After insisting for weeks that he's prepared for any scrutiny of his campaign expenses and contributions, Mayor Rob Ford has asked a court to delay a formal review of his books, citing provisions of the election laws that set out a timetable for compliance audits.
In a brief filed with the Ontario Court of Justice, Mr. Ford's lawyer, Thomas Barlow, said council's compliance-audit committee erred when it ordered an audit of the mayor's campaign books on May 13. He's requested that the court set aside that decision until late September, 90 days after Mr. Ford officially closes the books on his campaign on June 30. Mr. Barlow also notified the court that he may submit additional documentary evidence.
"Our objective is to ensure that whatever should be done will be done in a streamlined and cost effective way," Mr. Barlow said yesterday, noting that the extra documents to be filed with the courts will "explain the questions that have been asked."
The three-person committee was responding to requests from Toronto residents filed in response to a Globe and Mail investigation of Mr. Ford's campaign finanacing. During the May 13 meeting, the members - an accountant, a lawyer, and a municipal elections officer - dismissed a similar argument by Mr. Barlow.
The requests, as well as another the committee will review next week, allege Mr. Ford incurred election expenses before filing his nomination papers and received corporate contributions in violation of a City of Toronto ban on such donations. None of the allegations has been proven or scrutinized by a qualified auditor, and Mr. Ford has steadfastly insisted that he broke no rules.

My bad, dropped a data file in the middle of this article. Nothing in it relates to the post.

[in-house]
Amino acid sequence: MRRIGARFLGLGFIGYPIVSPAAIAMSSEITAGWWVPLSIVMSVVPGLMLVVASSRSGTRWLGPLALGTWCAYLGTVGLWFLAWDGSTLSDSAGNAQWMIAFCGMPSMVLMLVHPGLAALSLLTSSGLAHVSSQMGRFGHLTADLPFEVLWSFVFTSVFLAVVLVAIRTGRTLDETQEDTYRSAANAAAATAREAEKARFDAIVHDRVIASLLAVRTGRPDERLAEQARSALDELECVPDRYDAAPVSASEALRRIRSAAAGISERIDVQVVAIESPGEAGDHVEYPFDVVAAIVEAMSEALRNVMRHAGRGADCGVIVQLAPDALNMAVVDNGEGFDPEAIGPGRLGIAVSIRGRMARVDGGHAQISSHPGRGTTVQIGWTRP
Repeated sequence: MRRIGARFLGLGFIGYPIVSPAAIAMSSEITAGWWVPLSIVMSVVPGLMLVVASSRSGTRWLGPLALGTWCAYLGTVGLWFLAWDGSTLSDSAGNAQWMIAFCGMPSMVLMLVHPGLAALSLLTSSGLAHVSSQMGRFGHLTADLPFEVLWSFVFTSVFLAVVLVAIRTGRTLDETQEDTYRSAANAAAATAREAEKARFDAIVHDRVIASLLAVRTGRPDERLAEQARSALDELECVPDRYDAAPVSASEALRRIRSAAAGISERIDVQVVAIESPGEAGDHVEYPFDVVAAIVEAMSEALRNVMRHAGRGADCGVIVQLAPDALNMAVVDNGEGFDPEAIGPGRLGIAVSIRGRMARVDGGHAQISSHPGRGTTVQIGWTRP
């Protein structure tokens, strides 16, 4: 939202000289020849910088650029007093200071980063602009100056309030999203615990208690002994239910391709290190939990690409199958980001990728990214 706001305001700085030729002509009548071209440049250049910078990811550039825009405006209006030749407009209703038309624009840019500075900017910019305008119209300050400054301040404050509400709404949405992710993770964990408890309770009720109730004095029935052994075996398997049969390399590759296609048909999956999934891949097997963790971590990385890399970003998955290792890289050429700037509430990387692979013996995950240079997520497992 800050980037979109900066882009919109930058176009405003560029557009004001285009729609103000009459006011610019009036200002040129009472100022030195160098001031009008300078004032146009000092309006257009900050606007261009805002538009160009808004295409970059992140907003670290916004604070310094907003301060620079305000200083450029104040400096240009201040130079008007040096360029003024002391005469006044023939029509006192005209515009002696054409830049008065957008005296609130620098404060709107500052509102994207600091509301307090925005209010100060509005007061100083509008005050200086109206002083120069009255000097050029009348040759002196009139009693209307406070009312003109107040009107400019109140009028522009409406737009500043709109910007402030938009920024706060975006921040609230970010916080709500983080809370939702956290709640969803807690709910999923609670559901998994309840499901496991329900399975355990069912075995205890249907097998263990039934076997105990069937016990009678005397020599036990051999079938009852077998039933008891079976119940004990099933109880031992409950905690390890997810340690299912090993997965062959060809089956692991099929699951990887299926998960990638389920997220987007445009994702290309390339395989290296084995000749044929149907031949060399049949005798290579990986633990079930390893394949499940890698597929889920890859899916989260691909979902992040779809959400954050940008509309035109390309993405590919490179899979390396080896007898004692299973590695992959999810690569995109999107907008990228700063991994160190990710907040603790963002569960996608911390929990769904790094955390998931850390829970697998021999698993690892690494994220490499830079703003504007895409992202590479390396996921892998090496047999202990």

One of the individuals who asked for a review expressed confidence the process will lead to an audit. "His Bay Street lawyers may delay the inevitable, but Rob Ford's day of reckoning will come," Adam Chaleff-Freudenthaler said.
Bernard Nayman, an accountant and veteran compliance auditor, warned that this legal move maybe be the first of many, as Mr. Ford will have numerous opportunities to challenge the compliance-audit process in the courts. Under the Municipal Elections Act, a compliance auditor has a mandate to review all aspects of the campaign's finances, and the process could take well over a year.
Citing a similar drama that played out with Vaughan mayor Michael Di Biase between 2007 and 2009, he said, "This could go on until the next election, as far as I'm concerned."
Because the mayor has asked for a judicial review of a city committee's decision, the city will incur legal costs to respond to Mr. Barlow's application. Previously, Mr. Ford, through his lawyer, has said he will pay for legal and accounting costs out of his own pocket.
Special to The Globe and Mail